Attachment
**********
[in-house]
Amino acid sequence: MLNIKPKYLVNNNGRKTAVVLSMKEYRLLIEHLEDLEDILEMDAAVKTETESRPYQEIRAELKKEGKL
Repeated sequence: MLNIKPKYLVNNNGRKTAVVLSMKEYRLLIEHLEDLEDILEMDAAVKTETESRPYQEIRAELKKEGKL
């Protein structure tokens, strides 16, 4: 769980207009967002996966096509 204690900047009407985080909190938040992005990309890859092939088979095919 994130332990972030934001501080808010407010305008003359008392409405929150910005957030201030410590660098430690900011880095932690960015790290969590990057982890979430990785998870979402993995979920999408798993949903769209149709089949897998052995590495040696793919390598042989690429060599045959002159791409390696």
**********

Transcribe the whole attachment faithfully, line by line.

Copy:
[in-house]
Amino acid sequence: MLNIKPKYLVNNNGRKTAVVLSMKEYRLLIEHLEDLEDILEMDAAVKTETESRPYQEIRAELKKEGKL
Repeated sequence: MLNIKPKYLVNNNGRKTAVVLSMKEYRLLIEHLEDLEDILEMDAAVKTETESRPYQEIRAELKKEGKL
């Protein structure tokens, strides 16, 4: 769980207009967002996966096509 204690900047009407985080909190938040992005990309890859092939088979095919 994130332990972030934001501080808010407010305008003359008392409405929150910005957030201030410590660098430690900011880095932690960015790290969590990057982890979430990785998870979402993995979920999408798993949903769209149709089949897998052995590495040696793919390598042989690429060599045959002159791409390696």